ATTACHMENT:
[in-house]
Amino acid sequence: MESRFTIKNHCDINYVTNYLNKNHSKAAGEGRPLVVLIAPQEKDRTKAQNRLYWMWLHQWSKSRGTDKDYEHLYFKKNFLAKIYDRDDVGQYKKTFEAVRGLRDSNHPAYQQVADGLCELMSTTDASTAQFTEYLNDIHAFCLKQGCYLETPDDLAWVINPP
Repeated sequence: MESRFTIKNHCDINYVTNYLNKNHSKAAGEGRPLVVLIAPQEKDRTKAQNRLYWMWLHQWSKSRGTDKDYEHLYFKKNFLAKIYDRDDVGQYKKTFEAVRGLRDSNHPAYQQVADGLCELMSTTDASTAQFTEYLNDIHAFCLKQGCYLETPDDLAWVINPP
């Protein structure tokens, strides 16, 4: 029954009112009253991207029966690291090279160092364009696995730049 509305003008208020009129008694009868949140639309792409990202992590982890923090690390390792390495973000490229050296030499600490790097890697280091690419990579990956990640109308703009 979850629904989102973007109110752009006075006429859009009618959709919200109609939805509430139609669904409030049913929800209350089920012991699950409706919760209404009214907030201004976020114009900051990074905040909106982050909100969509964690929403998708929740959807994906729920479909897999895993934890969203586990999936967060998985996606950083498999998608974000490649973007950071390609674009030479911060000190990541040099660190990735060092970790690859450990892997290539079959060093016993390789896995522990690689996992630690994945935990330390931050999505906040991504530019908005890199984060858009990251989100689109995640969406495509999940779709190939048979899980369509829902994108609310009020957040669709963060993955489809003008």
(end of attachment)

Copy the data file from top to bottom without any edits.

[in-house]
Amino acid sequence: MESRFTIKNHCDINYVTNYLNKNHSKAAGEGRPLVVLIAPQEKDRTKAQNRLYWMWLHQWSKSRGTDKDYEHLYFKKNFLAKIYDRDDVGQYKKTFEAVRGLRDSNHPAYQQVADGLCELMSTTDASTAQFTEYLNDIHAFCLKQGCYLETPDDLAWVINPP
Repeated sequence: MESRFTIKNHCDINYVTNYLNKNHSKAAGEGRPLVVLIAPQEKDRTKAQNRLYWMWLHQWSKSRGTDKDYEHLYFKKNFLAKIYDRDDVGQYKKTFEAVRGLRDSNHPAYQQVADGLCELMSTTDASTAQFTEYLNDIHAFCLKQGCYLETPDDLAWVINPP
């Protein structure tokens, strides 16, 4: 029954009112009253991207029966690291090279160092364009696995730049 509305003008208020009129008694009868949140639309792409990202992590982890923090690390390792390495973000490229050296030499600490790097890697280091690419990579990956990640109308703009 979850629904989102973007109110752009006075006429859009009618959709919200109609939805509430139609669904409030049913929800209350089920012991699950409706919760209404009214907030201004976020114009900051990074905040909106982050909100969509964690929403998708929740959807994906729920479909897999895993934890969203586990999936967060998985996606950083498999998608974000490649973007950071390609674009030479911060000190990541040099660190990735060092970790690859450990892997290539079959060093016993390789896995522990690689996992630690994945935990330390931050999505906040991504530019908005890199984060858009990251989100689109995640969406495509999940779709190939048979899980369509829902994108609310009020957040669709963060993955489809003008």